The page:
North Korea Reveals Enrichment Facility to World

[imText1]North Korea showed an American nuclear scientist an “ultra-modern” uranium enrichment plant during a visit to the country earlier this month, it was revealed in a report on Saturday.

The news comes after the same scientist, Siegfried Hecker, revealed last weekend that construction efforts visible on satellite images of the Yongbyon nuclear research facility are purportedly the foundations of an experimental light-water nuclear reactor (LWR).

Hecker, a former director of Los Alamos National Laboratory, made this, his fourth visit to North Korea, during the week of November 8th, viewing the enrichment facility on the 12th.

According to Hecker’s official report into the visit released on a Stanford University website, North Korean officials told him, “We will convert (the Yongbyon facility) to an LWR and pilot enrichment facility,” adding, “It is a high priority to develop uranium enrichment.”

The Hecker report describes an “astonishingly modern” facility housed on the site of a former fuel rod fabrication building at Yongbyon containing “more than a thousand” (North Korean officials said 2,000) enrichment centrifuges. It adds that officials said construction on the enrichment facility began in April 2009, and ended shortly before his visit.

Hecker said his guides for the three and a half hour visit were clearly under orders to be vague about what was being shown, explaining, “Unlike in my previous visits to Yongbyon, the technical team clearly had instructions to show us only the basics at two facilities and answer a minimum of questions. We were hurried along at every stage.”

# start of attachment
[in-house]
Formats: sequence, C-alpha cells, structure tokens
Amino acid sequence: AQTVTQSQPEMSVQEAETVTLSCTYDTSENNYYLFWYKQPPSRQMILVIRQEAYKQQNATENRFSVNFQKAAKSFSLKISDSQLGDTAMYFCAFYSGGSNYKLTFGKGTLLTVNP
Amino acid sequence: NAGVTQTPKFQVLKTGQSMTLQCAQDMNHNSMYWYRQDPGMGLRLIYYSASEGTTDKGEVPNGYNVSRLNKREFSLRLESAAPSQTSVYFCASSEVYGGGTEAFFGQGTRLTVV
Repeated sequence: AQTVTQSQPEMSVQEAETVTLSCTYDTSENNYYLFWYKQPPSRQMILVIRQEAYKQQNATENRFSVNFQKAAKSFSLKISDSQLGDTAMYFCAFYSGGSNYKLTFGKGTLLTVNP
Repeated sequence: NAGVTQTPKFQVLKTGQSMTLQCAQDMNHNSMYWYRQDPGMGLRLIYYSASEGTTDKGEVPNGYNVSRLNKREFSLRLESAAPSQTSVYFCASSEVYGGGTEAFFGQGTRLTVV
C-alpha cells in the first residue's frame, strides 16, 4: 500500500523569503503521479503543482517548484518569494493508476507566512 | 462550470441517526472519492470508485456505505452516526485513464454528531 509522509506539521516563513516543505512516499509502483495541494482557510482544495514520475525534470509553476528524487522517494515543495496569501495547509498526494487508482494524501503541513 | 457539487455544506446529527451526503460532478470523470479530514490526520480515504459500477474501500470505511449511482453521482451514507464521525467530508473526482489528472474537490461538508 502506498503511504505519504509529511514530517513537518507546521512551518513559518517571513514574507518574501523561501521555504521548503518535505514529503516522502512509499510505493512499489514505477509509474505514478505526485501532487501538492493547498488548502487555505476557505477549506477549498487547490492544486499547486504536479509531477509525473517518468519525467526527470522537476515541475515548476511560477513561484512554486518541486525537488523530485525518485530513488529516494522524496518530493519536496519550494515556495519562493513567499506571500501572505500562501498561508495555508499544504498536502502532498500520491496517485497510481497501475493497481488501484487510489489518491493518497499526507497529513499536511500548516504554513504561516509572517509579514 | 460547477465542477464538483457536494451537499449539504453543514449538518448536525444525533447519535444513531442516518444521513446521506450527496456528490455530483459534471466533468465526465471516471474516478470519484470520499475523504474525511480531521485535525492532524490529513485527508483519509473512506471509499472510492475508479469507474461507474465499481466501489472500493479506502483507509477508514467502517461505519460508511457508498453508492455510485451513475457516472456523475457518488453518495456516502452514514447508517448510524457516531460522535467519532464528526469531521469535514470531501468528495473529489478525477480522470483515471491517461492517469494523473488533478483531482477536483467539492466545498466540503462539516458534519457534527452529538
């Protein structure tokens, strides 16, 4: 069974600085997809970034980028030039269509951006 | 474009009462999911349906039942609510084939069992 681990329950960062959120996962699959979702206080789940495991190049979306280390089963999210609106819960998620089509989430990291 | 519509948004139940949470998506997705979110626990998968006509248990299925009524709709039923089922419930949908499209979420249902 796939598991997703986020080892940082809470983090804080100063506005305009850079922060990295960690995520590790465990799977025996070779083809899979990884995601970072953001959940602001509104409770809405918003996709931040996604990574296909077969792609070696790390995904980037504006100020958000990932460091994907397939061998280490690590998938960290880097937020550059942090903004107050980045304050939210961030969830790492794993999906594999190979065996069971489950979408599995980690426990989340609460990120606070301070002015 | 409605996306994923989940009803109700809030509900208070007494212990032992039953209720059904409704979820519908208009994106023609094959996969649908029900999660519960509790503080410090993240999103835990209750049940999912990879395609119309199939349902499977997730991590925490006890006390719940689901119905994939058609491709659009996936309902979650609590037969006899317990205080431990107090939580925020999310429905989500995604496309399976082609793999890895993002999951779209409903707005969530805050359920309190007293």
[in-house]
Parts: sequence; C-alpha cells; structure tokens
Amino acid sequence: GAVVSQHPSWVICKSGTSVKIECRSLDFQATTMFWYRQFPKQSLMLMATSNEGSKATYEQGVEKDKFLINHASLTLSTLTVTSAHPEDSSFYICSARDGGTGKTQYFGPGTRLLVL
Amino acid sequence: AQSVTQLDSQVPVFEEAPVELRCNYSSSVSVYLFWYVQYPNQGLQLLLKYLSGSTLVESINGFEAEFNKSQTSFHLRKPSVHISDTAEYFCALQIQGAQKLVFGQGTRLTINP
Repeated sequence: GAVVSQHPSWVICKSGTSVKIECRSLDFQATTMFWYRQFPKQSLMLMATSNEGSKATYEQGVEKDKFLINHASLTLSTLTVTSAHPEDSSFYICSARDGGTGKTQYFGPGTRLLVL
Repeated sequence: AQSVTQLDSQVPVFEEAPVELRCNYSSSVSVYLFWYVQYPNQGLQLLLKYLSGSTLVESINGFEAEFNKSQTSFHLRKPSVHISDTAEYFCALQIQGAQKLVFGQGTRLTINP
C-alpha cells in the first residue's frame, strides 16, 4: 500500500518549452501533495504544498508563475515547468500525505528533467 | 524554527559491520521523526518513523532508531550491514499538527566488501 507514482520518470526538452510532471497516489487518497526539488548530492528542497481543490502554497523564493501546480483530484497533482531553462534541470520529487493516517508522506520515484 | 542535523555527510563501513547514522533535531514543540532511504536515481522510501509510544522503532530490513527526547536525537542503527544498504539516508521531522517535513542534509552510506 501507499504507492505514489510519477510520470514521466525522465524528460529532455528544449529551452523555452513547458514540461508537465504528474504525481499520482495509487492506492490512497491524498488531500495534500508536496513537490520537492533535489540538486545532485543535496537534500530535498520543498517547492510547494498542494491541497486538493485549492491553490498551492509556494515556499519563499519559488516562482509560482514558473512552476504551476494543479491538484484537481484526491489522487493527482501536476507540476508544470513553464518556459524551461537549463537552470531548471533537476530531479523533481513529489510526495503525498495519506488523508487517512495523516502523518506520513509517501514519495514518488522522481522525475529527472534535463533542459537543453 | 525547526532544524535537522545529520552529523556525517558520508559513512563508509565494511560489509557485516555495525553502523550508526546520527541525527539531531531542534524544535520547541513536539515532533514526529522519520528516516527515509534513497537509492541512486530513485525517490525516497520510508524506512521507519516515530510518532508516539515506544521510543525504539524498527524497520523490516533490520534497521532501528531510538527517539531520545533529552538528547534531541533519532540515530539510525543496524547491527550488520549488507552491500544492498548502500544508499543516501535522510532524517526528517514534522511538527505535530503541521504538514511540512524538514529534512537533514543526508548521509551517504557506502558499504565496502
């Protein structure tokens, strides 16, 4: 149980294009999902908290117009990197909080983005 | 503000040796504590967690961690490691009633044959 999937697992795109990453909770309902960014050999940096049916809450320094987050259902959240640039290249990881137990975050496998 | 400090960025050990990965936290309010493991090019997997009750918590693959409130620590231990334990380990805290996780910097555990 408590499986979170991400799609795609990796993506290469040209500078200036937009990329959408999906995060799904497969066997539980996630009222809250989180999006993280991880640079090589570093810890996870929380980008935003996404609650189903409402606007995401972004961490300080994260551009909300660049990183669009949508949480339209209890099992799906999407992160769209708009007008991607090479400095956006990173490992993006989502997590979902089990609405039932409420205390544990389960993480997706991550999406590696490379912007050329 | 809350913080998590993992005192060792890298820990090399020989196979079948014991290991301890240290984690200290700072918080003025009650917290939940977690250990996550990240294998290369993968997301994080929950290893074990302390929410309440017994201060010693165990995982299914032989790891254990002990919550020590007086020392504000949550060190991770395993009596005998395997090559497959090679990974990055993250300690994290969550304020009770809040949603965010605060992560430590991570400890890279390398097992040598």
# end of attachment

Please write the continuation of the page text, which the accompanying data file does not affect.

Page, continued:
The guides asserted that the plant is configured to produce low enriched uranium (LEU) suitable for civilian energy generation, but in his report Hecker notes that conversion to produce weapons-grade uranium would not take long.

On the LWR itself, Hecker said he was told that construction began on July 31st this year and is scheduled for completion in 2012. However, he believes the date to be “unreasonably optimistic.”

Meanwhile, Stephen Bosworth, the U.S. point man on North Korea, sought to calm nerves following a meeting this morning with South Korea’s Foreign Minister, Kim Sung Hwan, in Seoul.

“I would not accept that our policy toward North Korea is a failure,” Bosworth told reporters. “This is a very difficult problem that we have been struggling to deal with for almost 20 years.”

“We have to incorporate this now into our strategy as we move forward,” he added.

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